Exit and Voice in the Age of Globalization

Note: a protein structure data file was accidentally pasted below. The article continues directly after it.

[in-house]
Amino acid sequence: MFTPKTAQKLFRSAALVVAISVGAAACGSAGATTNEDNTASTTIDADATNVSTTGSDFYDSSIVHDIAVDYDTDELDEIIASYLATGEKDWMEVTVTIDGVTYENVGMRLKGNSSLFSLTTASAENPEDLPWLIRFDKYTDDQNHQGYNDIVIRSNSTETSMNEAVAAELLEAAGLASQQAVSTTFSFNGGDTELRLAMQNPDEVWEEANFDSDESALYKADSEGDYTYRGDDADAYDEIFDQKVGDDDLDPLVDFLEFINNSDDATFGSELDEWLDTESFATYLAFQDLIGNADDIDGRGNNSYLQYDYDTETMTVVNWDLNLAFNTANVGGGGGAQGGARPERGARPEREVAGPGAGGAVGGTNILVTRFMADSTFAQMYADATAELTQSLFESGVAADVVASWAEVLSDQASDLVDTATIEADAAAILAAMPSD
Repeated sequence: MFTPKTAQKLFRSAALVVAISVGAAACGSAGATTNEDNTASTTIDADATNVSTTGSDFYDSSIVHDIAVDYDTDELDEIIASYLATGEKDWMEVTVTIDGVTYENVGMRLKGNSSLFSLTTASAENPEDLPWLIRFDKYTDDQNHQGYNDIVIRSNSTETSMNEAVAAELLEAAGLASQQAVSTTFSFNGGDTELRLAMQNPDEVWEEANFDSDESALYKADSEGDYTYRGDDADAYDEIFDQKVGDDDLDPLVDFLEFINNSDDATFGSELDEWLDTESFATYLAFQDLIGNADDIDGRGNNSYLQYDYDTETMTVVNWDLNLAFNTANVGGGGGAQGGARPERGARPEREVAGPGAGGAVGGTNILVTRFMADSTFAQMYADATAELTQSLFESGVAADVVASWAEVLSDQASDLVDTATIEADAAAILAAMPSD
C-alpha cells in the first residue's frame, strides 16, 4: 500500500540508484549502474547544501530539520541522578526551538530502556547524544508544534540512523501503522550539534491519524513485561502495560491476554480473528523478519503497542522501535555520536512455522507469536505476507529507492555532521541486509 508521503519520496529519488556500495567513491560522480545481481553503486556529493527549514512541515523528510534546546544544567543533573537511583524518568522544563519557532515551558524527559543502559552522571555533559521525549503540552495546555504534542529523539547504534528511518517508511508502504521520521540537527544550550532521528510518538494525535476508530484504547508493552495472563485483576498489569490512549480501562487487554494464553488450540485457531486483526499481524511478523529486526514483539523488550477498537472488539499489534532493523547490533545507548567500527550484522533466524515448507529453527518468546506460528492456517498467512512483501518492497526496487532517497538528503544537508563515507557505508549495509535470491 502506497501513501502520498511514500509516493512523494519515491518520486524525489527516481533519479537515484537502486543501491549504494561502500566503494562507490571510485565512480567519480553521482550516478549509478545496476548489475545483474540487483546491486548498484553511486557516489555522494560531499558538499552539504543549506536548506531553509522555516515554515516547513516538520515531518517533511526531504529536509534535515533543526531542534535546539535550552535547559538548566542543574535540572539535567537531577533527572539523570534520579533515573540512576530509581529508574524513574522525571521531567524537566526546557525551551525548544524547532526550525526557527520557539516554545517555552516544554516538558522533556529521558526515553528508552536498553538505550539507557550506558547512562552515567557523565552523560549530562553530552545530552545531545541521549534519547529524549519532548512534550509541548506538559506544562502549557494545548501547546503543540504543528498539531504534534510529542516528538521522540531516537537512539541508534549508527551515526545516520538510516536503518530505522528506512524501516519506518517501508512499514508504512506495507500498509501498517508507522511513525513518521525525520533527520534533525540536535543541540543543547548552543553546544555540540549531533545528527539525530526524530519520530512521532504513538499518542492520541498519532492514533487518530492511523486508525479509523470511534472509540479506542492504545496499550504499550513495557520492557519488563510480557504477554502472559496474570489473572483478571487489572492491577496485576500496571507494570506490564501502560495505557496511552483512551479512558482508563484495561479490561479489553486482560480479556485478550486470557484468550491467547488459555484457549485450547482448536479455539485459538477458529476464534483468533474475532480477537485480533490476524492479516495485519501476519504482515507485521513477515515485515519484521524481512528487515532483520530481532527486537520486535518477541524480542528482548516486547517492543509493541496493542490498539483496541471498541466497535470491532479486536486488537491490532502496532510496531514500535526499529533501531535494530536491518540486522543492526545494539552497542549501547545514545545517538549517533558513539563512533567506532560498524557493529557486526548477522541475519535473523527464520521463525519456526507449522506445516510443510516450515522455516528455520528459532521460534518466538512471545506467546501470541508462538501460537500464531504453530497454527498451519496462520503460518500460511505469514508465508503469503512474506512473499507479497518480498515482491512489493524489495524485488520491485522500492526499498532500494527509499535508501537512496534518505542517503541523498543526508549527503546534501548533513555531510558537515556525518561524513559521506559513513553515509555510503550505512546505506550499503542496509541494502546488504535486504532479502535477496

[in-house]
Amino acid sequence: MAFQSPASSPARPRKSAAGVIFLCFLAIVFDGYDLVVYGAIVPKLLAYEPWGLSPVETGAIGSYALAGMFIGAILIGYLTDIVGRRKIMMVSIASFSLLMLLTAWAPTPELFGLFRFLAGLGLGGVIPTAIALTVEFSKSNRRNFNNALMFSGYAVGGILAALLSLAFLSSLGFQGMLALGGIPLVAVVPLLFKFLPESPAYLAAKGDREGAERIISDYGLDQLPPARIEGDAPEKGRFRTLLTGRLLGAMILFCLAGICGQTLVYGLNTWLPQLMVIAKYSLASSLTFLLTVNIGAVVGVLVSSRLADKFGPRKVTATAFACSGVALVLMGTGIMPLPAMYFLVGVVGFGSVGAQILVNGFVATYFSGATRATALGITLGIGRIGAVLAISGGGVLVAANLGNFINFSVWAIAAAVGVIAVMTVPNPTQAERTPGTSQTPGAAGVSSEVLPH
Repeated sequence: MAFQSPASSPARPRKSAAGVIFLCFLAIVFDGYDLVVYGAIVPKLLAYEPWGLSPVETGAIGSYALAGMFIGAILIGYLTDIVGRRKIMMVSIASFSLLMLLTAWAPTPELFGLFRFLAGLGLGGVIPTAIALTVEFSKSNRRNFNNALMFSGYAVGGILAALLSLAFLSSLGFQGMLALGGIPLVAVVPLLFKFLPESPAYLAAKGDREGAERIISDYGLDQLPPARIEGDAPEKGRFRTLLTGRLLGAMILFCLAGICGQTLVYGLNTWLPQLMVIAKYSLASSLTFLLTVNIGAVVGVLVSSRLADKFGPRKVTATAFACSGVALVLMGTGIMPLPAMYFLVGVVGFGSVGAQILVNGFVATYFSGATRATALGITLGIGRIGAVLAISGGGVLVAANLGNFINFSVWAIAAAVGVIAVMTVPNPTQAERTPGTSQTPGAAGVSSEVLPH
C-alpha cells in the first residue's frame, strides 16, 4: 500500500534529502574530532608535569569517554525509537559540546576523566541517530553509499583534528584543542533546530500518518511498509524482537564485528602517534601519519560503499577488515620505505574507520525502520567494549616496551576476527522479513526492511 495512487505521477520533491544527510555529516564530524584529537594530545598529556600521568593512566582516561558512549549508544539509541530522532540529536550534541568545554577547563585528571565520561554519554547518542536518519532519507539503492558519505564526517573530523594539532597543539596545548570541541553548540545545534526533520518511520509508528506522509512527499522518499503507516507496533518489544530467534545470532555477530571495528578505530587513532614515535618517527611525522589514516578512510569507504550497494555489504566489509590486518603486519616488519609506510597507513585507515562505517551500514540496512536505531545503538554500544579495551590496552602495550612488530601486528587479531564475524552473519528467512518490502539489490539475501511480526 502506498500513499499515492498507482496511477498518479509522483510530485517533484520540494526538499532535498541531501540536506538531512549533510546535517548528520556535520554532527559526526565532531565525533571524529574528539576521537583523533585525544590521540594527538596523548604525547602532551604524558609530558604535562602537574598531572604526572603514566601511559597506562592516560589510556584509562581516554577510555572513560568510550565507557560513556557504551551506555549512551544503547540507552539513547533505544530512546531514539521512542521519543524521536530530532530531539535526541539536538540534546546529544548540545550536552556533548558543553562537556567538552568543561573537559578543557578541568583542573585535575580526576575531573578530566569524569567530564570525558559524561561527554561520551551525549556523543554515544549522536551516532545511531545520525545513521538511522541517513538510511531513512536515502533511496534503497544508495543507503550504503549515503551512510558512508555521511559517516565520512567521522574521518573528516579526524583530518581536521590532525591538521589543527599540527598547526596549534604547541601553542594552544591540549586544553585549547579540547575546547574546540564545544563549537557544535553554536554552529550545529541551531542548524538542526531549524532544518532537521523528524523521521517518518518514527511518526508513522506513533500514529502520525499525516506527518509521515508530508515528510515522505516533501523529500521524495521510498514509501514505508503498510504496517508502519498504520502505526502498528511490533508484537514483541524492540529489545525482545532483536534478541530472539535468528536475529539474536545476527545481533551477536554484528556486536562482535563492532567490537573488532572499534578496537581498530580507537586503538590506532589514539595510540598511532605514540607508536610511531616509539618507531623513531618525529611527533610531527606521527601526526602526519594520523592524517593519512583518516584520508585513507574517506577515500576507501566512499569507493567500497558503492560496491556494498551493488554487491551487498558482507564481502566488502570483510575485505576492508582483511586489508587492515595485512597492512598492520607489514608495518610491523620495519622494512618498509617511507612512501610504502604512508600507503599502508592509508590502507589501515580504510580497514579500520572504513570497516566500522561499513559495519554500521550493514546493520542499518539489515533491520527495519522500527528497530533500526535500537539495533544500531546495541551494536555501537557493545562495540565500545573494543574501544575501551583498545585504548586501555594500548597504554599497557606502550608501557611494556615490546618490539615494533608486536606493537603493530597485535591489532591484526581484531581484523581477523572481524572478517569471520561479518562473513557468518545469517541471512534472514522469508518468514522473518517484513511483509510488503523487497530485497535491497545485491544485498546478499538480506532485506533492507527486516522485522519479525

The “globalization” of commerce provides ever-growing opportunities for producers, employers, and service providers to shop the globe for more amenable jurisdictions. While they enjoy a “race to the top,” an international “race to the bottom,” spawned by decreasing relocation costs, threatens to compromise the achievements of the welfare state and lower standards of consumer protection. National governments, weakened by competition that entails leaner budgets, find it increasingly difficult to cooperate in the appropriation of crucial shared natural resources, seriously endangering these assets while damaging the environment. Not only does the growing global competition create both efficiency losses and social-welfare problems, it also challenges principles of democracy and self-determination. As competition constrains nations’ available choices, individuals have fewer opportunities to play a meaningful role in shaping their lives through the national collective decisionmaking process. Largely pessimistic analyses of these collective action challenges have been dominated by the Westphalian paradigm- a model of international relations that views global conflicts solely in terms of the 200-some sovereign states that constitute the global arena. The paradigm operates on the still-prevailing premise that nation-states are unitary actors engaging in international competition.1 Even those writers who are themselves aware of the diverse domestic forces that actually shape national policies stop short of identifying the deficiencies – both descriptive and normative – of the Westphalian paradigm. This Article argues that the Westphalian paradigm is inadequate: by focusing exclusively on interstate relations, it obfuscates the crucial role played by competing domestic interest groups in the international arena. This Article advocates a different paradigm – the transnational conflict paradigm – that better explains various collective action failures and points the way toward mechanisms that might correct these problems. At its core lies the observation that states are not monolithic entities; and that many of the pervasive conflicts of interest are in fact more internal than external, stemming from the heterogeneity within, rather than among, states. Indeed, the transnational conflict paradigm shows how domestic interest groups often cooperate with similarly situated foreign interest groups in order to impose externalities on rival domestic groups. The better-organized, and hence more politically effective, domestic interest groups – usually producers, employers, and service suppliers – cooperate with similar interests in different states to exploit less-organized groups such as consumers, employees, and environmentally vulnerable citizens. Thus, the transnational conflict paradigm attributes many global collective action failures to conflicts among warring domestic groups rather than international competition among states.